"This blow which has been brought down on Sinai on the very roots of Jews . . . It is not peace. It will bring terror, and in its wake will come unrest in the streets.

"Dear friends, we are endangering our very existence. We are endangering the wish of young people in this country to live among us. Let us find a new formula. Let us not agree to swallow this poisoning drink," Shamir implored, as Knesset members alternately heckled and encouraged him.

Moshe Arens, also of the Herut Party and chairman of the Knesset Foreign Affairs and Defense Committee, also attacked the agreement, saying it would lead Israel to grave danger from Arab enemies.

Likening the settlements to a defensive wall, Arens said, "Once we remove its layer of stone, the wall will never be strong again."

Yoram Aridor, another Herut member and long-time Begin ally, said that while the "battle of the Sinai is over," the agreement would lead to a Palestinian state on the West Bank.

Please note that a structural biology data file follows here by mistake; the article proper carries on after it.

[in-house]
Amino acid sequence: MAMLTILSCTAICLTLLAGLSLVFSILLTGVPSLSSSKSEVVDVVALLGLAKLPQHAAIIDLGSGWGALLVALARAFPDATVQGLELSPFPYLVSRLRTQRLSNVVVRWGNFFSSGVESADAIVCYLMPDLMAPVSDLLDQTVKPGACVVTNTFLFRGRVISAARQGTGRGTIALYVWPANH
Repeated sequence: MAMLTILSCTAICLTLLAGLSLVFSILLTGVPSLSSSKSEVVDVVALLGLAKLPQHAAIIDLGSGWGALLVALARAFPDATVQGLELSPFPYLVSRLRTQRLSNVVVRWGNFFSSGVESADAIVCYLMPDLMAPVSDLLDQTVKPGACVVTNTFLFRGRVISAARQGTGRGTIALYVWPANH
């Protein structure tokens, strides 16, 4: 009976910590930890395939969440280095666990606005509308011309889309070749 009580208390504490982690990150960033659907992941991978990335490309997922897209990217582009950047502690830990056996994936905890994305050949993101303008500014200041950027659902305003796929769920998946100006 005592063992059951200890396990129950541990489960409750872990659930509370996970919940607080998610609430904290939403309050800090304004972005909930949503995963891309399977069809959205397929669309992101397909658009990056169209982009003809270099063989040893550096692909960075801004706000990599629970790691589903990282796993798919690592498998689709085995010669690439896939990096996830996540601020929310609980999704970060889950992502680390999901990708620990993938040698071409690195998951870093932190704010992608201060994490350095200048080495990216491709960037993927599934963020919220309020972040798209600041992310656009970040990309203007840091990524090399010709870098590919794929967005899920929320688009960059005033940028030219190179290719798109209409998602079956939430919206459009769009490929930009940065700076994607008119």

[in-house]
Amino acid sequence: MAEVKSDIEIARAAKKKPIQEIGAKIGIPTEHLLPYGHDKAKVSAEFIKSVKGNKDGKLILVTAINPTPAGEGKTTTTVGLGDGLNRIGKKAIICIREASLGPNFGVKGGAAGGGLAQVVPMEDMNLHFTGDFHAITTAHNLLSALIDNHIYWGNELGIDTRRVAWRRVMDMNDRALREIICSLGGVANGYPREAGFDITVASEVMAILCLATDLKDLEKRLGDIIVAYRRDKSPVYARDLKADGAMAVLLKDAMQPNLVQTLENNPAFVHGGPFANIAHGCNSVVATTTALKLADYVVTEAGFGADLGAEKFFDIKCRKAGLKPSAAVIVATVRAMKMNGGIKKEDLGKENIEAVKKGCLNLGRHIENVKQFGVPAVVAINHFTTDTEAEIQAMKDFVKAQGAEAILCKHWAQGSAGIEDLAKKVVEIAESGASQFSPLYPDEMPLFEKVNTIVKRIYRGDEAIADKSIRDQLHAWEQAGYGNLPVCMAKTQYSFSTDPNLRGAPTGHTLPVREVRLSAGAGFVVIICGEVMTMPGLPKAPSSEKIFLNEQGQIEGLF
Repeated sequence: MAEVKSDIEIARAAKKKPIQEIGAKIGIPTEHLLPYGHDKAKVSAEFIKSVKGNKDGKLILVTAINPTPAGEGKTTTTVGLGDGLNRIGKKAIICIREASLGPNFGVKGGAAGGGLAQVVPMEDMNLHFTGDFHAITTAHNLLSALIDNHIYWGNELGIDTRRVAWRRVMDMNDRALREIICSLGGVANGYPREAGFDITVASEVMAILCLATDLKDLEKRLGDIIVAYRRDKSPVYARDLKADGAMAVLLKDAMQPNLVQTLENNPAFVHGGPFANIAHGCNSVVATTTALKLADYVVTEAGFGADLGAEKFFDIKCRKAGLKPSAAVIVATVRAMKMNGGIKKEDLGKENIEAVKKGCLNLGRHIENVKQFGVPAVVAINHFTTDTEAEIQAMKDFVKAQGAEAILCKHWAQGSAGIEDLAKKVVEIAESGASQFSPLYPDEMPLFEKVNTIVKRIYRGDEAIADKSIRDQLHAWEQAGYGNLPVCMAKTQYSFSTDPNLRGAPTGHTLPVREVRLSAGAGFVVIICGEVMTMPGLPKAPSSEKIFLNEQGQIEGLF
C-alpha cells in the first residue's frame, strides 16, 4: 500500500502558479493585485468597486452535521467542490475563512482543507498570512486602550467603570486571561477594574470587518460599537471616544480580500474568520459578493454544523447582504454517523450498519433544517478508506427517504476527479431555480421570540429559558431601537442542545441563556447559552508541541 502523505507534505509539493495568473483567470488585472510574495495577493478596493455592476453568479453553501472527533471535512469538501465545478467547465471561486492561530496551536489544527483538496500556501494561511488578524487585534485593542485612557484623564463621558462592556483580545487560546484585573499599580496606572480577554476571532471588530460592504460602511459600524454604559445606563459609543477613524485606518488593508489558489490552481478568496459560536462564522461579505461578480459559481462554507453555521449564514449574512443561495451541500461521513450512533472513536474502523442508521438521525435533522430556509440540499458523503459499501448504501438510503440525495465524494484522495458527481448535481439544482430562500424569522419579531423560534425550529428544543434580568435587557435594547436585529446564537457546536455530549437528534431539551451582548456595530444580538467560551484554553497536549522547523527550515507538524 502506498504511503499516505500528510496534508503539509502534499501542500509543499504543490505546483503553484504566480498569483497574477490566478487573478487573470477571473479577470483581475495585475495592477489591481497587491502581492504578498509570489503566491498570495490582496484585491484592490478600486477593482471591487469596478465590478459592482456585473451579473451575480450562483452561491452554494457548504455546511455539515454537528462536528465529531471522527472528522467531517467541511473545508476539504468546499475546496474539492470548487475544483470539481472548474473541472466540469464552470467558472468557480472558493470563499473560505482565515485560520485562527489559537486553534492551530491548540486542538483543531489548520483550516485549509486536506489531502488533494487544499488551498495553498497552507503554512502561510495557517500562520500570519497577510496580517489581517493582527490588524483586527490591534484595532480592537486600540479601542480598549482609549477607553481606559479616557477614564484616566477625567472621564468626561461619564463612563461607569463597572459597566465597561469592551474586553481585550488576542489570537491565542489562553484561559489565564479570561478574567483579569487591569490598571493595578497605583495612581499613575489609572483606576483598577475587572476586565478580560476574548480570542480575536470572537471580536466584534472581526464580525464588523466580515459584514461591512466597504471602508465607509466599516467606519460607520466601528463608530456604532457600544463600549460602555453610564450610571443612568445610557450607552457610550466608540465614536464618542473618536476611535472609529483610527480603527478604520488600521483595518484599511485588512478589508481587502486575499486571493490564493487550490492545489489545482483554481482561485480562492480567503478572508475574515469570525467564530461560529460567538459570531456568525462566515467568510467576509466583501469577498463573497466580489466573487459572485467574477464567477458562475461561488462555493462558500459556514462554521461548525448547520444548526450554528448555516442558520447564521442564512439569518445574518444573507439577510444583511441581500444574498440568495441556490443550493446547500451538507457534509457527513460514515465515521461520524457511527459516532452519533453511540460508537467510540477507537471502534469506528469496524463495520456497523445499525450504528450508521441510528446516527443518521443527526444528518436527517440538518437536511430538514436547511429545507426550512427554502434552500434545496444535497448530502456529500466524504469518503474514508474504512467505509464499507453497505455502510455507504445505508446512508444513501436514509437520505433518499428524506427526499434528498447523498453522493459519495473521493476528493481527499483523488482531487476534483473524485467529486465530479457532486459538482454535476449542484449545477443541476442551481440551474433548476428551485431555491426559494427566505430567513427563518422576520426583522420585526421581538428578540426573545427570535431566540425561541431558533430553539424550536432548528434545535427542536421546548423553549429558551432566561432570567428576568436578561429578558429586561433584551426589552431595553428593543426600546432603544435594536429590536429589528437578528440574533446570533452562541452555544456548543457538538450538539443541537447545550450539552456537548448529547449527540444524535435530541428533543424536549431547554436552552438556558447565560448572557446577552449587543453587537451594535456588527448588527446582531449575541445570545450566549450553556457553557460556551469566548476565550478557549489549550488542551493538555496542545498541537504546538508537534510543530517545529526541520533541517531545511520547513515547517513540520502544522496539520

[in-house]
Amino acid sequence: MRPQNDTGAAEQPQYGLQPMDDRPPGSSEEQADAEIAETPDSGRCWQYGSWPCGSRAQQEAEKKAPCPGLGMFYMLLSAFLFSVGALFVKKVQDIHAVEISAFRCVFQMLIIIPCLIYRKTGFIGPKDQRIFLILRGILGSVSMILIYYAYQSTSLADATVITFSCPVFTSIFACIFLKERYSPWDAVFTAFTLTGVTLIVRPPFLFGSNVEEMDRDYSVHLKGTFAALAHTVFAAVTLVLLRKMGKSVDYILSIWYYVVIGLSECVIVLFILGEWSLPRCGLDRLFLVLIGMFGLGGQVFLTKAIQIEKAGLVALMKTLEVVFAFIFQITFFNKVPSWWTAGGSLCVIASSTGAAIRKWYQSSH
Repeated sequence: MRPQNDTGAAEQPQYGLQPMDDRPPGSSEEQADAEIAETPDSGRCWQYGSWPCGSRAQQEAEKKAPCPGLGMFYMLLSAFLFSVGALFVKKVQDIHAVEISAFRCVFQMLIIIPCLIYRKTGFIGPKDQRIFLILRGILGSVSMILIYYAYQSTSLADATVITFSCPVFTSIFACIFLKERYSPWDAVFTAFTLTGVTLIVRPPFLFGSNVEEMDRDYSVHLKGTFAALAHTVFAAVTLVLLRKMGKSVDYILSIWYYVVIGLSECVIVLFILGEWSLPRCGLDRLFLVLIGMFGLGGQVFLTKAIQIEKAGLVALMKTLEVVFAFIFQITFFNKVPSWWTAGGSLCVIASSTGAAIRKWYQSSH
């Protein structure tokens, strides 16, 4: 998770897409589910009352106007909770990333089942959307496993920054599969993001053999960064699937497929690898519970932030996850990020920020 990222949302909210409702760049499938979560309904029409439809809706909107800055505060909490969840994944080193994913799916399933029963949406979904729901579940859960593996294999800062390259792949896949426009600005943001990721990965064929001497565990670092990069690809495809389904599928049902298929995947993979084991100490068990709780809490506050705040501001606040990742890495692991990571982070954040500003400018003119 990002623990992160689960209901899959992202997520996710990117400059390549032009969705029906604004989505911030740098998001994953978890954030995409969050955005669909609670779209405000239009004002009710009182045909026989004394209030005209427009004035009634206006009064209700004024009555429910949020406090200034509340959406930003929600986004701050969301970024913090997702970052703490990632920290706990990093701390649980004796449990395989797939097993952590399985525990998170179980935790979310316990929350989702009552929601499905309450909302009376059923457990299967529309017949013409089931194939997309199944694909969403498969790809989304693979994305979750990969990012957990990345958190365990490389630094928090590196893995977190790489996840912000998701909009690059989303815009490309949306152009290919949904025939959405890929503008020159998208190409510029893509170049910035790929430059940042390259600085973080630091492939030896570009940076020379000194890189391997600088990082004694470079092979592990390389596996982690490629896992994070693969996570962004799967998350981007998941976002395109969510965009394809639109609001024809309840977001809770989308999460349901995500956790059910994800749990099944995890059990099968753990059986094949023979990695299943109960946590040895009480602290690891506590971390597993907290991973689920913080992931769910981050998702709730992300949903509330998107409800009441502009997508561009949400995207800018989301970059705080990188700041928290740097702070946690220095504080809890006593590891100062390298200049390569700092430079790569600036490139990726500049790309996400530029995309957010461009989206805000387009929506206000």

"May my traitorous right hand wither if I forget the West Bank of the Jordan River," he said.

Many of the members favoring the Camp David pacts were equally emotional in their support of what Begin presented as the "price of peace."

Haika Grossman, a former guerrilla figher and member of the left-wing Mapam faction, declared. "The time has come for us to take the responsibility to stop the killing, to take this country out of a wave of war."

Grossman unleashed a scathing attack on the ultranationalist Gush Emunim, or Faith Bloc, which has been demonstrating in support of the settlements. She called the Gush members "imaginary pioneers" and told Begin, "They are robots you have created."

For years, Begin has been the Gush Emunim's most vocal advocate, frequently urging the group to build more settlements on the West Bank to asure Israel's "eternal" right to the territory captured from Jordan in the 1967 Middle East War.

"Why love them?" Grossman asked Begin, a reference in which he said no matter how much the Gush Emunim attacked him, he would "return love."

Grossman's speech triggered an outburst of heckling from the floor, particularly among Herut members and some National Religious Party representatives.